Brave and bold is kind of repeating yourself or at least overlapping, but that’s fine. Endless hyperbole is key, and we’ve got that here. Also the “ball going over” probably refers to cheering for punts, which is super Big Ten and on brand. This is going so well, Ohio State. Archetypical, immortal fight song material.

Drive! Drive on down the field;

Men of the scarlet and gray;

Don't let them thru that line,

We've got to win this game today,

You might think reminders that you need to win football games are unnecessary, but Illinois’ fight song only mentions expecting a victory, not requiring it. Look how that worked out for them. You’re not assuming anything, Ohio State, and that’s important.

Come on, Ohio!

Smash thru to victory,

We'll cheer you as you go;

Our honor defend

So we'll fight to the end

For Ohio.

More completely unnecessary poetic inversion here, this is a goddamn masterpiece.

We'll scatter to the east and west,

When college days are done;

And memories will cling around,

The dreams of everyone;

The last verse is the weakest here. It talks about life outside football, which really should be beyond the scope of a fight song unless we’re talking about a general sense of well-being at merely existing as a fan or player of said team. The Georgia Tech fight song is especially guilty of this, since it mentions parenting strategies. Parenting strategies, and a reminder that you will have to pay for children and put in the labor of raising them, should never, ever be a part of any fight song. So at least this doesn’t do that?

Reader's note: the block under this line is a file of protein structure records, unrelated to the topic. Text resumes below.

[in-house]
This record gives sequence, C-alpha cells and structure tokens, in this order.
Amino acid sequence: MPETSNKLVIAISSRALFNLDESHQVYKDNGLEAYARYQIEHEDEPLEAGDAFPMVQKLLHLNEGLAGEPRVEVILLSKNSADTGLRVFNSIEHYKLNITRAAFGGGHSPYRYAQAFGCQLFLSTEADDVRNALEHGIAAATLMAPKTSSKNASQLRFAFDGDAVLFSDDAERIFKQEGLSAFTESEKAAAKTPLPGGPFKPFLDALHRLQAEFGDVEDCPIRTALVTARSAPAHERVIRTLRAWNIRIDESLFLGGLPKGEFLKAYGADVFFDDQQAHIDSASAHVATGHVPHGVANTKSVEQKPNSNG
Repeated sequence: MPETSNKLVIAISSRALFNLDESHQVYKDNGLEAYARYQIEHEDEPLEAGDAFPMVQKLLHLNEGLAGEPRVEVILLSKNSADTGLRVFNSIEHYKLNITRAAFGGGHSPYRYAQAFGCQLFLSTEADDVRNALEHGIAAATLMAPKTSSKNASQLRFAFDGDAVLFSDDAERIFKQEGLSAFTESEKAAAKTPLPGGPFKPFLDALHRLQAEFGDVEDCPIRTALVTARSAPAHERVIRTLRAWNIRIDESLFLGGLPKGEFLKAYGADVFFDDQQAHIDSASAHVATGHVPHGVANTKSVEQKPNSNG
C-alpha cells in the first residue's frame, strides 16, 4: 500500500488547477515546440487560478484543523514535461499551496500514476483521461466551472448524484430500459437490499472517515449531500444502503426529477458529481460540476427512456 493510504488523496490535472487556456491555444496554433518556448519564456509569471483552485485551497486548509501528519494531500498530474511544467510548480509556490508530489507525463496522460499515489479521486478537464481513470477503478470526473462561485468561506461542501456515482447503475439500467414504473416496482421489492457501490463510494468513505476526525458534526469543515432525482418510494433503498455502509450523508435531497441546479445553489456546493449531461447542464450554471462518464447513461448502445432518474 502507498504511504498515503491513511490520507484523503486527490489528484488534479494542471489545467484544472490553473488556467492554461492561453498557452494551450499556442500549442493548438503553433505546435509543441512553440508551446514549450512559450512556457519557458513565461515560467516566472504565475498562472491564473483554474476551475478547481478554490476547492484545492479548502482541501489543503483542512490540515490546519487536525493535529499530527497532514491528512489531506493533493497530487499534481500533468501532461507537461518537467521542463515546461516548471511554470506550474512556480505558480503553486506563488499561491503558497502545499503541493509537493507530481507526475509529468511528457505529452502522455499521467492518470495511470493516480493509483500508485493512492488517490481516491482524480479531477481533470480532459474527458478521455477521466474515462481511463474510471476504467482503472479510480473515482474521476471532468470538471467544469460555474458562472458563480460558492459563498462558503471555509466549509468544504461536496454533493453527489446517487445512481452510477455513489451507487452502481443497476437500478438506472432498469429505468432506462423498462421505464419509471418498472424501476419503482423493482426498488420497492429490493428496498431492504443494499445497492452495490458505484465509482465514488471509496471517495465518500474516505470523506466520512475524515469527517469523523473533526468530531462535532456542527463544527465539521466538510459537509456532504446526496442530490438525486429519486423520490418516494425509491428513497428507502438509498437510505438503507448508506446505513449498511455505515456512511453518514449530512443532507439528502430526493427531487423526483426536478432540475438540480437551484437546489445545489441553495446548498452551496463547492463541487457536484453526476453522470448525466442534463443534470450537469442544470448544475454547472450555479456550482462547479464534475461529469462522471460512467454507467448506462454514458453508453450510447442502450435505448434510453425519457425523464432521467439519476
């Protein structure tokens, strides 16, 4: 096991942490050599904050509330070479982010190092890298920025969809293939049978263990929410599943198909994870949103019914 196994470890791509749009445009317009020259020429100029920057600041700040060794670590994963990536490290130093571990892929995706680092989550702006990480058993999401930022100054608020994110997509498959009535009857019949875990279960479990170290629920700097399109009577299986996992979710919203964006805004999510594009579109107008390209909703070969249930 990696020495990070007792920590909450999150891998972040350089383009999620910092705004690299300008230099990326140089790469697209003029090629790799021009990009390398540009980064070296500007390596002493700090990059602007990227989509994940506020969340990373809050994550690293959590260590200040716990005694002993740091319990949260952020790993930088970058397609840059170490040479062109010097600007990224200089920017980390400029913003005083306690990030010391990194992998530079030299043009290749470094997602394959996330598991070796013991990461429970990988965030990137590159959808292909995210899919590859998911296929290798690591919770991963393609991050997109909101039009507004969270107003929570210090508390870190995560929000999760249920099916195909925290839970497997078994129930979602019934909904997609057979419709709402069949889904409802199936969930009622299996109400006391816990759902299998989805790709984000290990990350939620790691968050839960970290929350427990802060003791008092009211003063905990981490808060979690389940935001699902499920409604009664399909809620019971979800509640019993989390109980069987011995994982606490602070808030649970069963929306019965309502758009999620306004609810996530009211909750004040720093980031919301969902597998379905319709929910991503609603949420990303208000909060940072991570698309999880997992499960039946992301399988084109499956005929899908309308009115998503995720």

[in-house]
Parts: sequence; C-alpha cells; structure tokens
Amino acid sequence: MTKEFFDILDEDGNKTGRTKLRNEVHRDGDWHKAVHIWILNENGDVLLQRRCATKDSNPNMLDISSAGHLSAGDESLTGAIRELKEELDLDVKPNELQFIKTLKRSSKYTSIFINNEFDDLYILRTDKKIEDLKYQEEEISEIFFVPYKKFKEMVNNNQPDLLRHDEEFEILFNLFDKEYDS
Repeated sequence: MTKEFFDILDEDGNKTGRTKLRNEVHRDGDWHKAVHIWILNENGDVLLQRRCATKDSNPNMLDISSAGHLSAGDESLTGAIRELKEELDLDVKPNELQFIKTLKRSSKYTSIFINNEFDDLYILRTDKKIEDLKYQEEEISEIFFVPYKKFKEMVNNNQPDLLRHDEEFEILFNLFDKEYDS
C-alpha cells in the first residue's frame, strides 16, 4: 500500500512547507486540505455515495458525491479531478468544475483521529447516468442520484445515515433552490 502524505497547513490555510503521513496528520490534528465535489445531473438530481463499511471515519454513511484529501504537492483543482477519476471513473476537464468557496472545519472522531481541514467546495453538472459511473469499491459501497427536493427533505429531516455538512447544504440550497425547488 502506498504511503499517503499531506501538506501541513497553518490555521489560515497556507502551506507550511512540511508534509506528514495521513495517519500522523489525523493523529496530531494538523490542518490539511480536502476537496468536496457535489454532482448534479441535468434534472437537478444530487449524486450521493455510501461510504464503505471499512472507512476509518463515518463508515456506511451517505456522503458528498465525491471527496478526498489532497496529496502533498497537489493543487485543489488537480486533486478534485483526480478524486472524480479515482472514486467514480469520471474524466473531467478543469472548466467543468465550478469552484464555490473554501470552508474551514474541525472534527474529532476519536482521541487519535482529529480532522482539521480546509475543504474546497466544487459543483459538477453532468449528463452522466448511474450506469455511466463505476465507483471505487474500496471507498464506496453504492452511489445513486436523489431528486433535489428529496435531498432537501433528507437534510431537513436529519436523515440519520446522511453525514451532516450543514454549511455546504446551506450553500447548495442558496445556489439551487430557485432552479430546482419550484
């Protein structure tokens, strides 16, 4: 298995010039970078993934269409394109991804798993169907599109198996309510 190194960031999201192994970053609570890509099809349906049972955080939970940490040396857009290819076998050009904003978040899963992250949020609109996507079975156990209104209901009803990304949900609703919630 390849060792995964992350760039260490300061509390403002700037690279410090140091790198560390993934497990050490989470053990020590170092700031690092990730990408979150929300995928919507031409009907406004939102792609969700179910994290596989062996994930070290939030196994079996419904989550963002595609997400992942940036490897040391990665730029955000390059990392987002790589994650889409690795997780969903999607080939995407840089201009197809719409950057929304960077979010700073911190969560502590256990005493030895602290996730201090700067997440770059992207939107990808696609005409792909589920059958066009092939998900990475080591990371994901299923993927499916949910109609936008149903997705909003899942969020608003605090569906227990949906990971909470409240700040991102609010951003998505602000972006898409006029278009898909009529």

We'll play the game of living,

Paging Butch Jones. It’s the weirdest phrase here, unless you literally leave the Ohio State campus in a large plastic car with several huge pink and blue plastic figurines stuffed in the backseat. Only one person has done this in the history of Ohio State: Cardale Jones. He did it, and like every other legendary Cardale Jones achievement, it will be up to you to prove that he did not, and not up to us to verify it.

With head and shoulders high!

And where in wear the spirit of

The Buckeye Battle Cry!

“Where in wear” is complete gibberish, we’re out of bonus points to award here. It has superfluous exclamation points, enthusiastic gibberish all over the place, and sounds like it could be played on a piano during a brawl at a speakeasy. It serves the practical purpose of reminding the team that they should win the football game, while also specifically forbidding Ohio State graduates from proceeding north or south.

Think about that: What other fight song explains graduates’ migratory patterns? Now you know why all Ohio State fans either live in New Jersey, Chicago, or Orange County, California, too. What other piece of exuberant nonsense does that?

None, we say, also asking that you not ask how the song explains why so man Buckeye fans ended up in Tampa or Orlando. This is a top-flight college fight song even if it does have a sort of weak final verse, and also fails to explain why I-4 is loaded with Buckeye stickered cars loitering at 60 mph in the left lane.

Summary: It’s good, is what we’re trying to say. Upon further review, this is a very, very good fight song.